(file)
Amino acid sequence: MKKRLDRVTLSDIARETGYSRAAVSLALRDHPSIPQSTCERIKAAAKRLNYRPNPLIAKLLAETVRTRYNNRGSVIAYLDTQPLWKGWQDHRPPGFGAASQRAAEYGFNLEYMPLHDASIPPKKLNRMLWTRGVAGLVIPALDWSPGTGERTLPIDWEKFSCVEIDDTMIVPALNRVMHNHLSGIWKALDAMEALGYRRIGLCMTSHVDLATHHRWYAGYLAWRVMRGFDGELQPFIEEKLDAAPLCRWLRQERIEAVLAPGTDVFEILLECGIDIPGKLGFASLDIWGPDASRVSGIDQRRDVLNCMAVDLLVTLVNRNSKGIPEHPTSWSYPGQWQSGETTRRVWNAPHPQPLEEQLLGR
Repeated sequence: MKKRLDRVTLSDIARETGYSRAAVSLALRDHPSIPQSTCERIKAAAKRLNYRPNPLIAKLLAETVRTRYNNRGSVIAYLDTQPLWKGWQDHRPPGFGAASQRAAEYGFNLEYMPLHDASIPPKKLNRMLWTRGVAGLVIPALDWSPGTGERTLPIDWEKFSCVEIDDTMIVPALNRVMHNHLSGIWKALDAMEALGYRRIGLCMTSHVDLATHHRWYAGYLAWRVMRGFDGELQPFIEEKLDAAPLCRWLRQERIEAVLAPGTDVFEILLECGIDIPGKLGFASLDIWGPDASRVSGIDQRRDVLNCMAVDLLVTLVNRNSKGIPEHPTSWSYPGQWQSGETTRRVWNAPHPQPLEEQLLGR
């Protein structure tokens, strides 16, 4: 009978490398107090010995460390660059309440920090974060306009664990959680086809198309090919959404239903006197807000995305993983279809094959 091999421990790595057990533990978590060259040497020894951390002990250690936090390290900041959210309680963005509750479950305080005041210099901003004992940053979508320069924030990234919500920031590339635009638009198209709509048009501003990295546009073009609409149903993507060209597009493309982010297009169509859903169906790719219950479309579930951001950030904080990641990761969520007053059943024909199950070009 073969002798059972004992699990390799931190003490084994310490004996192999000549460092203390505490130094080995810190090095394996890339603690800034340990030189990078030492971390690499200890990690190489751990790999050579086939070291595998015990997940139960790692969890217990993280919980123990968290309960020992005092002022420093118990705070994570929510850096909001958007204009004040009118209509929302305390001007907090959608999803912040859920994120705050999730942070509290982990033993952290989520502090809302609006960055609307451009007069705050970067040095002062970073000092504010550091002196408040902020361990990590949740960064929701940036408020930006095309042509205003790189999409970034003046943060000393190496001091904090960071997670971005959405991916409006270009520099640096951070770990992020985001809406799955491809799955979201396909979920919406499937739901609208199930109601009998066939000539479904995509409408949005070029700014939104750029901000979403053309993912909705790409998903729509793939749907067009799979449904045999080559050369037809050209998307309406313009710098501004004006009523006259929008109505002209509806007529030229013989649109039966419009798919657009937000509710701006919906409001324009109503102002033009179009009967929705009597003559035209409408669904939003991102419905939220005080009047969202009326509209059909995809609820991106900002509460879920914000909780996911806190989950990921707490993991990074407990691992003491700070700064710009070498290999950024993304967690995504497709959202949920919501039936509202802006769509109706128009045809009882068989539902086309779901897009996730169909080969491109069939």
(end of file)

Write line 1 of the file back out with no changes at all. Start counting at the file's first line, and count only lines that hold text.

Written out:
Amino acid sequence: MKKRLDRVTLSDIARETGYSRAAVSLALRDHPSIPQSTCERIKAAAKRLNYRPNPLIAKLLAETVRTRYNNRGSVIAYLDTQPLWKGWQDHRPPGFGAASQRAAEYGFNLEYMPLHDASIPPKKLNRMLWTRGVAGLVIPALDWSPGTGERTLPIDWEKFSCVEIDDTMIVPALNRVMHNHLSGIWKALDAMEALGYRRIGLCMTSHVDLATHHRWYAGYLAWRVMRGFDGELQPFIEEKLDAAPLCRWLRQERIEAVLAPGTDVFEILLECGIDIPGKLGFASLDIWGPDASRVSGIDQRRDVLNCMAVDLLVTLVNRNSKGIPEHPTSWSYPGQWQSGETTRRVWNAPHPQPLEEQLLGR